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Re: feel brain - dead amyw

Posted by jay on October 6, 2001, at 18:10:15

In reply to feel brain - dead, posted by amyw on October 6, 2001, at 11:22:05

Hi:

I do recognize the symptoms...the binge eating and the isolation. One med that seems to show some help for binge eating is Luvox. Have you ever tried it, say starting at a low dose? There are specific case reports from Medline regarding the use of Luvox and binge eating. Here are a few..hope they help..Jay:

Am J Psychiatry 1998 Dec;155(12):1756-62 Related Articles, Books, LinkOut


Fluvoxamine in the treatment of binge-eating disorder: a multicenter placebo-controlled, double-blind trial.

Hudson JI, McElroy SL, Raymond NC, Crow S, Keck PE Jr, Carter WP, Mitchell JE, Strakowski SM, Pope HG Jr, Coleman BS, Jonas JM.

Biological Psychiatry Laboratory, McLean Hospital, Belmont, MA 02178, USA. jhudson@hsph.harvard.edu

OBJECTIVE: The purpose of this study was to assess the efficacy of fluvoxamine in the treatment of binge-eating disorder. Binge-eating disorder is a newly described eating disorder characterized by recurrent episodes of binge eating but without purging behaviors. Uncontrolled reports have suggested that serotonin selective reuptake inhibitors (SSRIs) may be effective in treating this disorder. METHOD: Eighty-five outpatients with a DSM-IV diagnosis of binge-eating disorder were randomly assigned to receive either fluvoxamine (N=42) or placebo (N=43) in a 9-week, parallel-group, double-blind, flexible dose (50-300 mg) study at three centers. The primary outcome measures were frequency of binge eating, expressed as log ([binges/week]+1), and Clinical Global Impression (CGI) scale ratings. Secondary measures included the level of response (based on the percentage change in frequency of binges), body mass index, and Hamilton Rating Scale for Depression score. Except for the level of response, the outcome measures were analyzed by random regression methods; the treatment-by-time interaction was the measure of treatment effect. RESULTS: Compared with placebo, fluvoxamine was associated with a significantly greater rate of reduction in the frequency of binges, rate of reduction in CGI severity scores, rate of increase in CGI improvement scores, level of response for patients who completed the 9-week study, and rate of reduction in body mass index. There was no significant difference between placebo and fluvoxamine groups in the rate of decrease in Hamilton depression scale scores. A significantly greater proportion of patients receiving fluvoxamine than those receiving placebo discontinued treatment because of an adverse medical event. CONCLUSIONS: In this placebo-controlled trial, fluvoxamine was found to be effective according to most outcome measures in the acute treatment of binge-eating disorder.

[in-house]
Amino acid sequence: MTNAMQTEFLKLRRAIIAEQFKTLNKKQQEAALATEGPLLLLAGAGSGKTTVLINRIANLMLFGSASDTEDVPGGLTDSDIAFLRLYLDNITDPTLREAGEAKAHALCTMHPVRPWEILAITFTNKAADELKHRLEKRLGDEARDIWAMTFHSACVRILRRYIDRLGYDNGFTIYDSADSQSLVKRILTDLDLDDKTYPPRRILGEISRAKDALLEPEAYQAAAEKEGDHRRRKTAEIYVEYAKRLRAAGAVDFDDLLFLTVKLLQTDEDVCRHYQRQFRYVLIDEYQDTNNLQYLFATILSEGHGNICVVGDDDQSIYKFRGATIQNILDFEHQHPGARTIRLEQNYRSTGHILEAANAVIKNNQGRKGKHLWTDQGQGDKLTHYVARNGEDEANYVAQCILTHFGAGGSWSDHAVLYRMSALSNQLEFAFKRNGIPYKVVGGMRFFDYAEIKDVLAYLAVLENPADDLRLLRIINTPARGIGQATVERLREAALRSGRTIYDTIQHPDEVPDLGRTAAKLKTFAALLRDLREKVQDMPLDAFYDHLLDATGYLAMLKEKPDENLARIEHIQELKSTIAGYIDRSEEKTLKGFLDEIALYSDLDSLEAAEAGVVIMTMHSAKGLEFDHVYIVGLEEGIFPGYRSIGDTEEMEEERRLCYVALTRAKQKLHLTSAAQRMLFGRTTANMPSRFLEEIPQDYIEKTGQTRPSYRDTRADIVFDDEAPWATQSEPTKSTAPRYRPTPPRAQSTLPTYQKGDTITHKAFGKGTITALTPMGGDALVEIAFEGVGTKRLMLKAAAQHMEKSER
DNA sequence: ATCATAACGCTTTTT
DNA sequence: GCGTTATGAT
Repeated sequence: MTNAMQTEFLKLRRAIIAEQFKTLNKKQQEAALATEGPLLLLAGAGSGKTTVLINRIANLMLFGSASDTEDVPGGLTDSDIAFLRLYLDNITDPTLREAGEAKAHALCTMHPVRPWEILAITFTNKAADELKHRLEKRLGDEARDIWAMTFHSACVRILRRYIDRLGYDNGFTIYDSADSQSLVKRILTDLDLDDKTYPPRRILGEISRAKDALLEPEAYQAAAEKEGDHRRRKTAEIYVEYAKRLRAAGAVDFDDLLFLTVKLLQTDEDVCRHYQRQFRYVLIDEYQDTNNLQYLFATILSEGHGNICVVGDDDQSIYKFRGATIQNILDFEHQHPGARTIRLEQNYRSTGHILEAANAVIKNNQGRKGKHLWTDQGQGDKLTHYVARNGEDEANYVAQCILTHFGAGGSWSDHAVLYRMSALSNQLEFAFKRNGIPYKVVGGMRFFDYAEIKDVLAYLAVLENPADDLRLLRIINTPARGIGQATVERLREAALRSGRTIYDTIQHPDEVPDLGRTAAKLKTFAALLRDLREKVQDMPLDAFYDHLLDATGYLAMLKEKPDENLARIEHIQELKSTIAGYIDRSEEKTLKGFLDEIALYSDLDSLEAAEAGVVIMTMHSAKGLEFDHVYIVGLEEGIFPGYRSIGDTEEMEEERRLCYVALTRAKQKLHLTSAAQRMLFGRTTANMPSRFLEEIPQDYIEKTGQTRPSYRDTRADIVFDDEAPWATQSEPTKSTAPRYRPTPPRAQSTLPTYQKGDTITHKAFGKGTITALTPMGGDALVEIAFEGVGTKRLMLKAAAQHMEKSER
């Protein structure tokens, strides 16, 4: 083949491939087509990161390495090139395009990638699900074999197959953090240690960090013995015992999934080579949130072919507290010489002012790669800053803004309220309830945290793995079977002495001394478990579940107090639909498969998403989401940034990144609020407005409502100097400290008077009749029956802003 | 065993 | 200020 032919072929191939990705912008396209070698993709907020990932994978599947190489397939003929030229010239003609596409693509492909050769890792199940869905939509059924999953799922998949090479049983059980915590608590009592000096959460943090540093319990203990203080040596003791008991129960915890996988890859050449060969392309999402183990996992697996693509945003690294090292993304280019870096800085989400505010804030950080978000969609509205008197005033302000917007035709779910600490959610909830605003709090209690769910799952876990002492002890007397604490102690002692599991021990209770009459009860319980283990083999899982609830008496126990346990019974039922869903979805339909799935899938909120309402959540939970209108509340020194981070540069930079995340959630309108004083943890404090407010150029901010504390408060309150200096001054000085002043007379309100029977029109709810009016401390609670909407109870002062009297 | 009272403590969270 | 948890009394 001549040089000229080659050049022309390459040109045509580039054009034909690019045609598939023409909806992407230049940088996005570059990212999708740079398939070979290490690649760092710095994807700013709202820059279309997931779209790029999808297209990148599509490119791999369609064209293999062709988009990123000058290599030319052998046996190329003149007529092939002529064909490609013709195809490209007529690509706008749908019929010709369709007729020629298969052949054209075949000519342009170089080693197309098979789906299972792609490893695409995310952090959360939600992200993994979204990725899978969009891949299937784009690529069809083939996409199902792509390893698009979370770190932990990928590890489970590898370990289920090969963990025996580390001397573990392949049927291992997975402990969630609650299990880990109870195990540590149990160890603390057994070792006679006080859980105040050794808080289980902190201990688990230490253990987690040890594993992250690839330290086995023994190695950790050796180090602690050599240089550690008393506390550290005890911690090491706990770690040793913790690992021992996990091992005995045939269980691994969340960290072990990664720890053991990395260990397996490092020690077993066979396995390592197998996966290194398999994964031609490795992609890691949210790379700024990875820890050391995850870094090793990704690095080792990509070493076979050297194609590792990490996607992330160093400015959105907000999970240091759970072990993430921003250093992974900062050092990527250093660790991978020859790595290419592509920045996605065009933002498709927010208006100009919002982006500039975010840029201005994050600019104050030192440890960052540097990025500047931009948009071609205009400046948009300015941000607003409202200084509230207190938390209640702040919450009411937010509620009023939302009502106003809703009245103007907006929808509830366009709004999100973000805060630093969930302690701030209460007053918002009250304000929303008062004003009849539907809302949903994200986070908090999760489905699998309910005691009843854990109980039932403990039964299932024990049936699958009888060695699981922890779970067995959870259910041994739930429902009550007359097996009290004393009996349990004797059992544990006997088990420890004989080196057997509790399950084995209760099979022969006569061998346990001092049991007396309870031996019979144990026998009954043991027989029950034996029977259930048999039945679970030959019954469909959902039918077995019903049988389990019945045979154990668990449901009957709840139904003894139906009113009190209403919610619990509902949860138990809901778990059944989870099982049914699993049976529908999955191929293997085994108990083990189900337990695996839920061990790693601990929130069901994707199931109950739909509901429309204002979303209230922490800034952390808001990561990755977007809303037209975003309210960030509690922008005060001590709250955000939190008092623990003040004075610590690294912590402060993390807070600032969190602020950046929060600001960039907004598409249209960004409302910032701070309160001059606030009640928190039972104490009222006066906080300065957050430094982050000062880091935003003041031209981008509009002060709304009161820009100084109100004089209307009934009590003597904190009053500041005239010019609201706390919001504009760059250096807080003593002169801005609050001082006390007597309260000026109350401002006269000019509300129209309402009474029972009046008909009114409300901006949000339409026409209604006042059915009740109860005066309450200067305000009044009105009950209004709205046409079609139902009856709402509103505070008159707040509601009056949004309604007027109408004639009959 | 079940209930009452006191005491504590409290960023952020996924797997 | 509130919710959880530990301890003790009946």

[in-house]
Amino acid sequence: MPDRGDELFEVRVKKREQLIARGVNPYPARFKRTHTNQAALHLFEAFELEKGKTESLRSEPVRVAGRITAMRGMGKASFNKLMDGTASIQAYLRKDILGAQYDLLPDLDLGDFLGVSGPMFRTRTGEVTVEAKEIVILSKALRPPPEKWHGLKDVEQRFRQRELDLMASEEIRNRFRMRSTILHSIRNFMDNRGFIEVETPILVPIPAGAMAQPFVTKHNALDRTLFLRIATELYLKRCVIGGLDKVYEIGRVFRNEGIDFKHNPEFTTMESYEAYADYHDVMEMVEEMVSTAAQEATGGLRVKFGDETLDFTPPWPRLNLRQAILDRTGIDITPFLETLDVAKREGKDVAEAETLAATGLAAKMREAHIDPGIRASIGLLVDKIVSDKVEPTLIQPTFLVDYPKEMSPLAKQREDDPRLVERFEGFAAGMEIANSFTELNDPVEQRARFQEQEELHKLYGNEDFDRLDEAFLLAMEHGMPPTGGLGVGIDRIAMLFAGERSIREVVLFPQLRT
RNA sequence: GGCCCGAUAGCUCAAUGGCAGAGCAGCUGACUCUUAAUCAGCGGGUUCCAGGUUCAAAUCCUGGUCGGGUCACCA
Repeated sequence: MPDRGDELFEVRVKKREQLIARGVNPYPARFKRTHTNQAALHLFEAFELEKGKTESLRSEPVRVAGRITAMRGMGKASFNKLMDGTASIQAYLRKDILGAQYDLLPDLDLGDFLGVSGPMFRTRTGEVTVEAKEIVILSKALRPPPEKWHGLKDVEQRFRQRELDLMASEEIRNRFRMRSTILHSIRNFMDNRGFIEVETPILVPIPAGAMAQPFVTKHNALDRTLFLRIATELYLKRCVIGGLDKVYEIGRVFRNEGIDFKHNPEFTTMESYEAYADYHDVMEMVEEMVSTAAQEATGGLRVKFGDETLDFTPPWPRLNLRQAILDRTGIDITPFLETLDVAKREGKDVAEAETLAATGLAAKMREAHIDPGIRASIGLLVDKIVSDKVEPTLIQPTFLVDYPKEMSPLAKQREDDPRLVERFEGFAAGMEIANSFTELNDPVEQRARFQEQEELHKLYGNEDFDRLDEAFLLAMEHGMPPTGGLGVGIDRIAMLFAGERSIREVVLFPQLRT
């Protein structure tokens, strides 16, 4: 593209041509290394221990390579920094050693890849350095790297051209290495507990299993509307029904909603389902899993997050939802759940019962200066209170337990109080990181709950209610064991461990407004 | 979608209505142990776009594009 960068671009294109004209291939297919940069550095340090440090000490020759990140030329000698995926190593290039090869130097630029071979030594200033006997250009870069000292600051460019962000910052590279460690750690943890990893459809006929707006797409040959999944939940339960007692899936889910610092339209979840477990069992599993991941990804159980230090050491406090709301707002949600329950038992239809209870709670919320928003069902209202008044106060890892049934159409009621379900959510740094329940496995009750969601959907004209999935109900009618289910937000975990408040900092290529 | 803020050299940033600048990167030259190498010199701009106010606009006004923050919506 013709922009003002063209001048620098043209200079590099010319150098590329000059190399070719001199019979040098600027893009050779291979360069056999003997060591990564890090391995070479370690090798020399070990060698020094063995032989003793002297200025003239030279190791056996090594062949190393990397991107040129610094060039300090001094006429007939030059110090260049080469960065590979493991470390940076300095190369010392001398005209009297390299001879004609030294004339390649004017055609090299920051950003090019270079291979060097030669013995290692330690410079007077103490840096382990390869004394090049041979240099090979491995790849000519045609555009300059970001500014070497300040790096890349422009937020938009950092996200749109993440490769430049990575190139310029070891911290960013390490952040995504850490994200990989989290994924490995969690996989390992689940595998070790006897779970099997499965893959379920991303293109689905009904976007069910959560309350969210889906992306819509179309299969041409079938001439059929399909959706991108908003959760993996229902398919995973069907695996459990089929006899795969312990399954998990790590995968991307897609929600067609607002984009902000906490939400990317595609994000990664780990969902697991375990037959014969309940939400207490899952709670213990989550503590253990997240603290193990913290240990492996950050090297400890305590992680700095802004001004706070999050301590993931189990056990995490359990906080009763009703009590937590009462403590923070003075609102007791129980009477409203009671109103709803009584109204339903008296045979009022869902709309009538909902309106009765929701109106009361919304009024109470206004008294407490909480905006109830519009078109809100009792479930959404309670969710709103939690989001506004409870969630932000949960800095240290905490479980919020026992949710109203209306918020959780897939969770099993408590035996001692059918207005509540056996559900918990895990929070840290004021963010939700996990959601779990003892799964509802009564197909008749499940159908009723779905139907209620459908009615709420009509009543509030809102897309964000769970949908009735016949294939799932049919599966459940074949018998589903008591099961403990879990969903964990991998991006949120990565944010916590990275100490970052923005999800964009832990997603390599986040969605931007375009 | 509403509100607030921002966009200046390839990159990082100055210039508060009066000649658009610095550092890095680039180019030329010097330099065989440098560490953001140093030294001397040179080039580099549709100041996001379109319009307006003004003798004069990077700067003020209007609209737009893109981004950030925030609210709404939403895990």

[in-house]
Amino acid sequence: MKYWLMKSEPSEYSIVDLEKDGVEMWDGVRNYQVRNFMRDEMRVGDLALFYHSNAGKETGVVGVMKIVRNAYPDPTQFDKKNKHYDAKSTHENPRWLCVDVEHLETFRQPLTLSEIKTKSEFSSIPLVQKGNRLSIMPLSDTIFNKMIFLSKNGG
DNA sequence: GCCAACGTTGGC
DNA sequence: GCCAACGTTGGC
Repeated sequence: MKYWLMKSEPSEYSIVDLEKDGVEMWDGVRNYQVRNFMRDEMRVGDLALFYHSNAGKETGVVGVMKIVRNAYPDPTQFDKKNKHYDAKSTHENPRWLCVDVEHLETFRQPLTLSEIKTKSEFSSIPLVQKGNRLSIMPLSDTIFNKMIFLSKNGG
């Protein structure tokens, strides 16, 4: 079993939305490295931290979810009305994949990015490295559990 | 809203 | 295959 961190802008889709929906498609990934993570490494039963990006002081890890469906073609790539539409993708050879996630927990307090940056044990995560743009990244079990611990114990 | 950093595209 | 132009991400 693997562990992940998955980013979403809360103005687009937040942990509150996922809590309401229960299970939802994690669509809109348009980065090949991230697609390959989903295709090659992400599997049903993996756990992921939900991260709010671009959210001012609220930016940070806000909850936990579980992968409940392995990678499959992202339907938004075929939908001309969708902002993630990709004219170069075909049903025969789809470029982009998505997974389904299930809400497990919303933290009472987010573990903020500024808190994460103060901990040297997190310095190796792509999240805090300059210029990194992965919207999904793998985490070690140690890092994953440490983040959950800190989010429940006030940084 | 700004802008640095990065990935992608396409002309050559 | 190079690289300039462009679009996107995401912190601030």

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J Clin Psychopharmacol 1996 Feb;16(1):9-18 Related Articles, Books, LinkOut